After recent weeks and days which have seen violent and horrific homophobic attacks in Birmingham a joint statement has been released by city leaders to show solidarity and support for the LGBTQI+ community.

The verbal and physical abuse suffered by Birmingham’s LGBTQI+ community has left people terrified and frightened to venture out for fear of being on the receiving end of a violent attack. City leaders have issued a joint statement to reassure people and address their concerns.

In recent weeks there has been a series of “abhorrent and vicious” homophobic hate crimes in Birmingham. Most recently a man was struck by a glass bottle near the Gay Village, missing his eye by millimetres. This is another attack in a city considered “safe” for the LGBTQI+ community.

After recent protests and vigils to raise awareness and demands for action by the beleaguered LGBTQI+ community, a joint statement from the Leader of Birmingham City Council Cllr Ian Ward, the West Midlands Police and Crime Commissioner Simon Foster, and the Mayor of the West Midlands Andy Street stated that “everyone has a right to feel safe on our streets, no matter where they are, day or night”.

Addressing the recent attacks against innocent people in the Gay Village the three city leaders said: “The recent abhorrent, vicious homophobic attacks in Birmingham disgust the three of us in equal measure.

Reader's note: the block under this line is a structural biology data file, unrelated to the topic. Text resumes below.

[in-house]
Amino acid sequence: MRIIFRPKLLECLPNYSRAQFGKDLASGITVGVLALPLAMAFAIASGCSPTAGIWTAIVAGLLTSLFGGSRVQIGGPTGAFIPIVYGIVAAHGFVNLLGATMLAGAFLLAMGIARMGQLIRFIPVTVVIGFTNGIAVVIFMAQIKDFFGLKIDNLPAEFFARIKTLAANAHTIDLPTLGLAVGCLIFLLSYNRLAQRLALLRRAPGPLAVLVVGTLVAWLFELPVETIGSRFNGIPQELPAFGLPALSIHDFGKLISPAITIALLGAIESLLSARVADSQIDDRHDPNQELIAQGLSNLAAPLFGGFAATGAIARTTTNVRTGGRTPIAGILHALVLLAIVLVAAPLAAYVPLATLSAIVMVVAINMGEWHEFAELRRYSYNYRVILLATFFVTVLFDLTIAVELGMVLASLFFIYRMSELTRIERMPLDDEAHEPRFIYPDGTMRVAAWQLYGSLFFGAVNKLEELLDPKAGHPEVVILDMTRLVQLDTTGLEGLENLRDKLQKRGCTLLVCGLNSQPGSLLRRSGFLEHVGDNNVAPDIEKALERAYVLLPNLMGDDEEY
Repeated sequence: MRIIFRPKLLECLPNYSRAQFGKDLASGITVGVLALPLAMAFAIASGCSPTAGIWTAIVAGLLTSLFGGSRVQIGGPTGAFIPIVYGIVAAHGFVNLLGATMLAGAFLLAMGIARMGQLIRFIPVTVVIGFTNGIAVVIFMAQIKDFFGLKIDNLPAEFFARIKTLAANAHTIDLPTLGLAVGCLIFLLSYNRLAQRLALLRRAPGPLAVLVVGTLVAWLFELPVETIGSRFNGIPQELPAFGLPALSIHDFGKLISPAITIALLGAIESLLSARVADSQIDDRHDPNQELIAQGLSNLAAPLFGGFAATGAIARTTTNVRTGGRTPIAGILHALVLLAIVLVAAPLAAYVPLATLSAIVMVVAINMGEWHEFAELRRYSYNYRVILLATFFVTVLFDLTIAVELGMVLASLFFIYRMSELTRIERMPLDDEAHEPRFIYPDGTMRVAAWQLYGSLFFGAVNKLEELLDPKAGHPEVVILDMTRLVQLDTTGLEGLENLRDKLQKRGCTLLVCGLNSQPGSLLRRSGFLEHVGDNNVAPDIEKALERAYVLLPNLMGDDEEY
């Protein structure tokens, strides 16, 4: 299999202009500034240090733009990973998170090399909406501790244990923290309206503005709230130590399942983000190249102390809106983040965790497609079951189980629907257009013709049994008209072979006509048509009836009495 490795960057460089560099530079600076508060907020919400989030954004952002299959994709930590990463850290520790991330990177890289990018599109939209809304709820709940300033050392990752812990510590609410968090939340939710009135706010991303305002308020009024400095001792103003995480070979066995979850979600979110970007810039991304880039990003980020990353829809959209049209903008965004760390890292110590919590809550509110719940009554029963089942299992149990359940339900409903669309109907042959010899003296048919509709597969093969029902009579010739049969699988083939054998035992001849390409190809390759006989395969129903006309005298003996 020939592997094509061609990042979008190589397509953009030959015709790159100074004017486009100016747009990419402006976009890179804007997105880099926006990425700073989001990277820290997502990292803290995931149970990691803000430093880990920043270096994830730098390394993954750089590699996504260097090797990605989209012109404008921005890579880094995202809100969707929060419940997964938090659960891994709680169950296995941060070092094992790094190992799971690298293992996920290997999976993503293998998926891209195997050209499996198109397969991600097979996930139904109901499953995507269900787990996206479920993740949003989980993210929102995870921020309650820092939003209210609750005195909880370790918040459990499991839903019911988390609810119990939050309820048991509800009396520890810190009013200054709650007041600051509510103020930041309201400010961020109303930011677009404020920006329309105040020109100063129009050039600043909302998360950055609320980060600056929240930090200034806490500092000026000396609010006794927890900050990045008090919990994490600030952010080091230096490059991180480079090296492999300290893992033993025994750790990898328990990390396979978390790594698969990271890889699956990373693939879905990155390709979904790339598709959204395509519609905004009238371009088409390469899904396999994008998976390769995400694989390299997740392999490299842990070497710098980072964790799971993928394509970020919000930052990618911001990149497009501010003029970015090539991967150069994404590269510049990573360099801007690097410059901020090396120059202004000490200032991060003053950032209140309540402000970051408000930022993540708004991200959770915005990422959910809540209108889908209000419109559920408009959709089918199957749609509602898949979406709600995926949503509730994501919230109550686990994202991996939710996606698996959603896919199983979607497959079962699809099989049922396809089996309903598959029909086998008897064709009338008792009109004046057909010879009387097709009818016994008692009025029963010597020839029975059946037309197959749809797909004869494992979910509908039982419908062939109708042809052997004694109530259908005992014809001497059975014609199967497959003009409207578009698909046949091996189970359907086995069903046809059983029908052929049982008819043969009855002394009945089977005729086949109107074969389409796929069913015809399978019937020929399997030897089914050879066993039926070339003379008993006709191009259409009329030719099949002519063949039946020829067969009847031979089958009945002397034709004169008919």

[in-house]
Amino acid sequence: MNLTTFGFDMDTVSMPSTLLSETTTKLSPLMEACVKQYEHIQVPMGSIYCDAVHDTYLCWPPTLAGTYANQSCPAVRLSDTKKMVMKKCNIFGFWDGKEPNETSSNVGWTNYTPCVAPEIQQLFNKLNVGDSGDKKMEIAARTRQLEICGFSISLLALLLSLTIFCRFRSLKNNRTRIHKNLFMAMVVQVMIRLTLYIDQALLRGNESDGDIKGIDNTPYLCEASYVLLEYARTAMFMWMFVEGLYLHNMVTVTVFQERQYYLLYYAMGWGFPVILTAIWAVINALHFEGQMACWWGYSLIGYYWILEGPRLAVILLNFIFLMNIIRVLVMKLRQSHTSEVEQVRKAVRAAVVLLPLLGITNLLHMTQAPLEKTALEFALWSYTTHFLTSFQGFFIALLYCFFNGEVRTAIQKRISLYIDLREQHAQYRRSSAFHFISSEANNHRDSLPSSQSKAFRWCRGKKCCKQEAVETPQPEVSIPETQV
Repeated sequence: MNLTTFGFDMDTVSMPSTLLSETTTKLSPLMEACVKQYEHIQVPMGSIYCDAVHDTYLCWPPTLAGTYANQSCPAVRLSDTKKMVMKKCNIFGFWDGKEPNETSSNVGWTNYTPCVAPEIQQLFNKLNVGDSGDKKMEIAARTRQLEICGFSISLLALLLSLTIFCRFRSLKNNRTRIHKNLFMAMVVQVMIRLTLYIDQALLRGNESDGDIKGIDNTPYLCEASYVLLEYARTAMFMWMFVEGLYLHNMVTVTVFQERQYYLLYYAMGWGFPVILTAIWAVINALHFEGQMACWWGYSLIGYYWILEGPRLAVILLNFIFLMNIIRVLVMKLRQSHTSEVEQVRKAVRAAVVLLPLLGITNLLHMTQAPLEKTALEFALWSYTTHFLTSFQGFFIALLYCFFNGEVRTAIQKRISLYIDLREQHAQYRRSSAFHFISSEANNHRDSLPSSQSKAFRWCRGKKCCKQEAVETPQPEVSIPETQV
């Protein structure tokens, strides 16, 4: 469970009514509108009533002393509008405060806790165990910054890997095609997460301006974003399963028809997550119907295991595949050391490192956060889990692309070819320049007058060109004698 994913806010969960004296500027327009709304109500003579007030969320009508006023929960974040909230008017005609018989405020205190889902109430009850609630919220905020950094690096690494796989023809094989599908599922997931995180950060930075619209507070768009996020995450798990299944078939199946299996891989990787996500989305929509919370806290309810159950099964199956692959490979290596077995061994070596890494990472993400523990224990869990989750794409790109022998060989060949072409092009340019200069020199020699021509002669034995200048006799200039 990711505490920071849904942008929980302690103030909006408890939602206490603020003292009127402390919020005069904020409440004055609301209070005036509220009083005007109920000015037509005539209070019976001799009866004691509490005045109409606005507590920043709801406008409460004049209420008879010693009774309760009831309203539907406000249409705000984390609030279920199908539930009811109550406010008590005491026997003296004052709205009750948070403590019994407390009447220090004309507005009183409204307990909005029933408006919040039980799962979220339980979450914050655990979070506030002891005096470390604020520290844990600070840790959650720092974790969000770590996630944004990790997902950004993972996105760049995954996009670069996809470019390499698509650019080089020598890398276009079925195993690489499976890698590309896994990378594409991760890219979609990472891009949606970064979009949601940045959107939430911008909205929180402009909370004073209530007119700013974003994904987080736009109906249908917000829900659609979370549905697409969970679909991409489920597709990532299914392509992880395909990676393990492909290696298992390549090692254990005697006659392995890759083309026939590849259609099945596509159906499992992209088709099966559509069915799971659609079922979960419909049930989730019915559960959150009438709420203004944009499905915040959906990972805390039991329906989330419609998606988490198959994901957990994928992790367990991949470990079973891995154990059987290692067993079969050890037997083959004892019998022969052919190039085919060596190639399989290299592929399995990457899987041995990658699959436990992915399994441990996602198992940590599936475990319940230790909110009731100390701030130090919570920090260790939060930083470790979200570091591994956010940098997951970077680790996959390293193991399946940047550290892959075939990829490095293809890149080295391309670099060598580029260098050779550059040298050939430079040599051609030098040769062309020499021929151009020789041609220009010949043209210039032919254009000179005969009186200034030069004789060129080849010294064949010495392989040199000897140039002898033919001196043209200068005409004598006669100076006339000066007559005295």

“For someone to be assaulted because of who they are or who they love is simply not acceptable.

“But hate will not win and our message to the homophobes is that they do not represent Birmingham, and they never will.”

The statement also pledged to increase patrols in and around Birmingham’s Gay Village: “West Midlands Police has increased patrols in and around the Gay Village and the Police and Crime Commissioner has commissioned a new £200,000 service to support victims of hate crime.

“Meanwhile, Birmingham City Council is providing free hate crime training to businesses at Southside venues as well as helping to develop a space open to anyone who may be feeling vulnerable when out and about in the Gay Village and the local area.”

John-Paul Kesseler was struck with a wine bottle and a pole in an homophobic attackJohn-Paul Kesseler
John-Paul Kesseler was struck with a wine bottle and a metal pole in an homophobic attack in Birmingham

Some of the measures to tackle hate crime include CCTV: “Whilst the West Midlands Combined Authority has been working with Southside Bid and other partners to look at issues such as CCTV and 24/7 public transport to improve night-time safety in the area.”

The three city leaders also stressed the diversity and inclusivity of Birmingham: “We are a diverse city. We are an inclusive city. We are a city that says no to crimes like these.

“The message from us could not be clearer. We are proud of our region’s diversity. We are proud of our difference. We all feel an unwavering duty to stand together, to root out these crimes and to bring the perpetrators to justice.”


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